Collateral estoppel means that when an issue of ultimate fact has once been determined by a valid and final judgment the issue cannot again be litigated between the same parties in a future lawsuit. Ashe v. Swenson, 397 U.S. 436, 443, 90 S. Ct. 1189, 1194, 25 L. Ed. 2d 469 (1970). In a criminal case it is "a protection embodied in the fifth amendment guarantee against double jeopardy." U.S. v. Henry, 661 F.2d 894, 897 (5th Cir. 1981) (Unit B), cert. denied, 455 U.S. 992, 102 S. Ct. 1619, 71 L. Ed. 2d 853 (1982). The concept is distinct from double jeopardy in the sense that:
[T]he traditional bar of double jeopardy prohibits the prosecution of the crime itself, whereas collateral estoppel, in a more modest fashion, simply forbids the government from relitigating certain facts in order to establish the fact of the crime.
U.S. v. Mock, 604 F.2d 341, 343-44 (5th Cir. 1979).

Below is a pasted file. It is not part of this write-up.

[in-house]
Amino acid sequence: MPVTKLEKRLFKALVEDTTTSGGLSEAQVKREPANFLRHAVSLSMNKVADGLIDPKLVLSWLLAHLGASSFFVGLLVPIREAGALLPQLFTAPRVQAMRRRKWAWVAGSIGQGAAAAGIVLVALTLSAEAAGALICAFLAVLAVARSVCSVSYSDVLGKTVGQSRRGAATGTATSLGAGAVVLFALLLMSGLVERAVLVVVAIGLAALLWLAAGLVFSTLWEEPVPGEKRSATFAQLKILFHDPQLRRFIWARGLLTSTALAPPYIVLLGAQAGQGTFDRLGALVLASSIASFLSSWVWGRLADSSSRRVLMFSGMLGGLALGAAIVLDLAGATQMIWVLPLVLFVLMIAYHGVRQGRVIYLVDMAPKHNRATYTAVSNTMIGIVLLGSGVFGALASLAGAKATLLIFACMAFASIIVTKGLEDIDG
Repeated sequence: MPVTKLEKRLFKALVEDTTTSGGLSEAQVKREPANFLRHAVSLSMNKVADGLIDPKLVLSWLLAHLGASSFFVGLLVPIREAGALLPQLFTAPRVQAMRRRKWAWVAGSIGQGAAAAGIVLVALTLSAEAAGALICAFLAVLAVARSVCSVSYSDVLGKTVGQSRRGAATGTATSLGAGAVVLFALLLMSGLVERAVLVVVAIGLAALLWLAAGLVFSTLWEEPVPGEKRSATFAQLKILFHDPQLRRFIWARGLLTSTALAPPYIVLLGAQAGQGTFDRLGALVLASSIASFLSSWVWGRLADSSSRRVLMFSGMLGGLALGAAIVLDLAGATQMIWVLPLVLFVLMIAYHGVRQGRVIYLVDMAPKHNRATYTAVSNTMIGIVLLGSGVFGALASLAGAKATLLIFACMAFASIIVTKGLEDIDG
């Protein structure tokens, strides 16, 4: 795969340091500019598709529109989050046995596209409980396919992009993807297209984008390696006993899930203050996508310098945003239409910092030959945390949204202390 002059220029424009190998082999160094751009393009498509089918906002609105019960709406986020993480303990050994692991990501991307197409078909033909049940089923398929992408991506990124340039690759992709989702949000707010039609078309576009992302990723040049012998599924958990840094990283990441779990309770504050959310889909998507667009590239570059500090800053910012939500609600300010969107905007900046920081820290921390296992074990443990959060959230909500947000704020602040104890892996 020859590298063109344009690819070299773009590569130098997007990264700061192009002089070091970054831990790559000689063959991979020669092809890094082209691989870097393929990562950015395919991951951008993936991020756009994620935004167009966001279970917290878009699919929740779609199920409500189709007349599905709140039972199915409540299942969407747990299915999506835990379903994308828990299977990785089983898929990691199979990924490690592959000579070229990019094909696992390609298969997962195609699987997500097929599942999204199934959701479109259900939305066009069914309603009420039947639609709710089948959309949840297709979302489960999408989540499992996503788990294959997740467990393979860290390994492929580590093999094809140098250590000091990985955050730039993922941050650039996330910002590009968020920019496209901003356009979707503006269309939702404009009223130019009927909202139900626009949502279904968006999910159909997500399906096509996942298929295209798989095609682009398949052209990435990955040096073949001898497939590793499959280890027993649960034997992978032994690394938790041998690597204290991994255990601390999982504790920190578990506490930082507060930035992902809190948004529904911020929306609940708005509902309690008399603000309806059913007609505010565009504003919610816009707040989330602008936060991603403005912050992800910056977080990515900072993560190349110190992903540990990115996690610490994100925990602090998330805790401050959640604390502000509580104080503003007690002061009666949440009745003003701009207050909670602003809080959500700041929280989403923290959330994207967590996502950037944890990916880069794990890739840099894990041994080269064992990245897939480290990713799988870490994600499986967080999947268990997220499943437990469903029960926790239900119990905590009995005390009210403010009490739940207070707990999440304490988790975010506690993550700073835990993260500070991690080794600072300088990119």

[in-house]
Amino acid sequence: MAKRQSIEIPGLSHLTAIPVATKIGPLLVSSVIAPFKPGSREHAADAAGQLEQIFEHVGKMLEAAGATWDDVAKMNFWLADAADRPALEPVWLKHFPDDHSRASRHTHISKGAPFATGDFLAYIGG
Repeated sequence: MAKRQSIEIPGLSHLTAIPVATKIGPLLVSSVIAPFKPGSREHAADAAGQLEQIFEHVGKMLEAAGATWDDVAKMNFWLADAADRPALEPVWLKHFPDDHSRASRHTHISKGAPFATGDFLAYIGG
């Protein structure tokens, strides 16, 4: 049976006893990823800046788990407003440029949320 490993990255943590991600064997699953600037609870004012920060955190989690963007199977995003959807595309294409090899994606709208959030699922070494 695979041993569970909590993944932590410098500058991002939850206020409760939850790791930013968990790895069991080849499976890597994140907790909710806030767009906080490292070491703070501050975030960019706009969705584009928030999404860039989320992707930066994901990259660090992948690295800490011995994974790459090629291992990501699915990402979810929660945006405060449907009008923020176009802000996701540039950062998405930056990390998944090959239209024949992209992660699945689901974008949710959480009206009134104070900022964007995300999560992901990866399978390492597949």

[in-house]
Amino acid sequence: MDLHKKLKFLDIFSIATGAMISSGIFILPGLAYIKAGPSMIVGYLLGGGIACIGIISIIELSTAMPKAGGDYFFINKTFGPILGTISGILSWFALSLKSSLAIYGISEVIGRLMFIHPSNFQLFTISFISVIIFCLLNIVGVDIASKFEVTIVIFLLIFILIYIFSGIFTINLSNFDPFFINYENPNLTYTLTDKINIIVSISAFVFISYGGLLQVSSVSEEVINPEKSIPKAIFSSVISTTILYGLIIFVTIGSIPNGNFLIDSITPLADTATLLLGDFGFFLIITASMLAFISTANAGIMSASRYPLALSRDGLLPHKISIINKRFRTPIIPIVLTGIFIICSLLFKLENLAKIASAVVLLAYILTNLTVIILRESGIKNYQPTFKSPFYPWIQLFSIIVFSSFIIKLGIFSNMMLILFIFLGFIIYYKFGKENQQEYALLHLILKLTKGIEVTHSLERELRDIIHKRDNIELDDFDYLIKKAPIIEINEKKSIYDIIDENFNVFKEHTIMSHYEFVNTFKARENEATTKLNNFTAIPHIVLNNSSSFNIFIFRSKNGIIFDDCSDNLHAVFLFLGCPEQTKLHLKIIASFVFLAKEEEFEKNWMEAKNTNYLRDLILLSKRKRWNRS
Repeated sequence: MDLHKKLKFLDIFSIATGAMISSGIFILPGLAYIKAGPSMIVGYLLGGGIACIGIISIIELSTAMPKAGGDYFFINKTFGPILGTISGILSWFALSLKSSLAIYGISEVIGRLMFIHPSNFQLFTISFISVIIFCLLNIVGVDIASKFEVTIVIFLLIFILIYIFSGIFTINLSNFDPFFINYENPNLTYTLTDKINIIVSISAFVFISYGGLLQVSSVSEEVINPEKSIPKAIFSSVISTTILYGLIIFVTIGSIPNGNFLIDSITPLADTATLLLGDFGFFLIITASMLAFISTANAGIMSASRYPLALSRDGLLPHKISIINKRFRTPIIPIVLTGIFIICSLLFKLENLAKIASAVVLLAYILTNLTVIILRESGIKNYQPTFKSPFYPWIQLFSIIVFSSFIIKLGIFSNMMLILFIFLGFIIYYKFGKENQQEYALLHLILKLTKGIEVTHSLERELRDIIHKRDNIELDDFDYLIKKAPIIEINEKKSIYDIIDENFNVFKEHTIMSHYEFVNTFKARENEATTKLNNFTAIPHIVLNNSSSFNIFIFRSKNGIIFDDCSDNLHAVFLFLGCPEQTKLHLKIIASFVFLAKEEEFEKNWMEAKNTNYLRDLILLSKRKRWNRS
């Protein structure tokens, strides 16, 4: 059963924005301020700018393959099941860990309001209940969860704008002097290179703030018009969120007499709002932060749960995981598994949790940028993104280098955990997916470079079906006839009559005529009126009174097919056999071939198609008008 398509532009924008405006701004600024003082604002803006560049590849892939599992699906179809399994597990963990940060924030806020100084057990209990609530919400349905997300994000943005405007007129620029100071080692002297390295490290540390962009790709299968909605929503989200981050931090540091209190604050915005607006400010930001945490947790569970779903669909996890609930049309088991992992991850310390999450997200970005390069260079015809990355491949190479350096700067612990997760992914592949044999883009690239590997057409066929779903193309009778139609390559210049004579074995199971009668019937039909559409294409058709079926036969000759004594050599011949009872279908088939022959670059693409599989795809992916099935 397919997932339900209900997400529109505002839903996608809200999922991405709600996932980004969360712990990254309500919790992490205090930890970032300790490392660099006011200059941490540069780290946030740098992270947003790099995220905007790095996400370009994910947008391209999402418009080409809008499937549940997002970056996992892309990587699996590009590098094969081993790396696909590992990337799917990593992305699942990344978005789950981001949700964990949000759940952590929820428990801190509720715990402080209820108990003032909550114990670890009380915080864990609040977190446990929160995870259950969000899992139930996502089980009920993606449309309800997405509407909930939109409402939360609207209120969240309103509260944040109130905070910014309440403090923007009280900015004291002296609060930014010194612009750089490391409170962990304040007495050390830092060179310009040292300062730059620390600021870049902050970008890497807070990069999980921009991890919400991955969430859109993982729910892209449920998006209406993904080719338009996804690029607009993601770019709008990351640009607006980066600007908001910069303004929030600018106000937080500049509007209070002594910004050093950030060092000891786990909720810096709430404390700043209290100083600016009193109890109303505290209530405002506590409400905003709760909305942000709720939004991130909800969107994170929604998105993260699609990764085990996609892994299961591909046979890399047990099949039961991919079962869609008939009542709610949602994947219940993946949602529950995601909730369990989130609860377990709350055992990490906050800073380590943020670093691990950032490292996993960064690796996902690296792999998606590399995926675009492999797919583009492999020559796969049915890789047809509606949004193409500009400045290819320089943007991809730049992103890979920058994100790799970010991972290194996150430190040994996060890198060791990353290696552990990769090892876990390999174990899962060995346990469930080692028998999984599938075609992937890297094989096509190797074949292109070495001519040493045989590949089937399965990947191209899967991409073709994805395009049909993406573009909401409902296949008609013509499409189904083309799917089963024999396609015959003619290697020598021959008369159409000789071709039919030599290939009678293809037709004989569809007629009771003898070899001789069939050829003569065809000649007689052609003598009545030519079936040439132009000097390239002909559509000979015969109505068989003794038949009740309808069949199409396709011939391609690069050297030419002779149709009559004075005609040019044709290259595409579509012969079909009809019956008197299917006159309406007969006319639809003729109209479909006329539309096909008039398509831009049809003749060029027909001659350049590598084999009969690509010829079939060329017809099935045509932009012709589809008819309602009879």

Collateral estoppel may affect a later criminal prosecution in two distinct ways:
(1) it may completely bar a subsequent prosecution; or (2) although the subsequent prosecution may proceed, it may operate to bar the introduction or argumentation of certain facts necessarily established in a prior proceeding.
U.S. v. Caucci, 635 F.2d 441, 448 (5th Cir.) (Unit B), cert. denied, 454 U.S. 831, 102 S. Ct. 128, 70 L. Ed. 2d 108 (1981). We are concerned here only with the bar aspect.5 The test of whether collateral estoppel bars later prosecution is whether the jury could not have rationally based its verdict on any other issue than the one the appellants seek to foreclose. U.S. v. Lee, 622 F.2d 787, 790 (5th Cir. 1980), cert. denied, 451 U.S. 913, 101 S. Ct. 1987, 68 L. Ed. 2d 303 (1981). That the jury may have based its verdict on this issue is not enough; appellants have the burden to show that the issue of entrapment was necessarily determined in their favor in the former trial. See id.; U.S. v. Giarratano, 622 F.2d 153, 155-56 (5th Cir. 1980).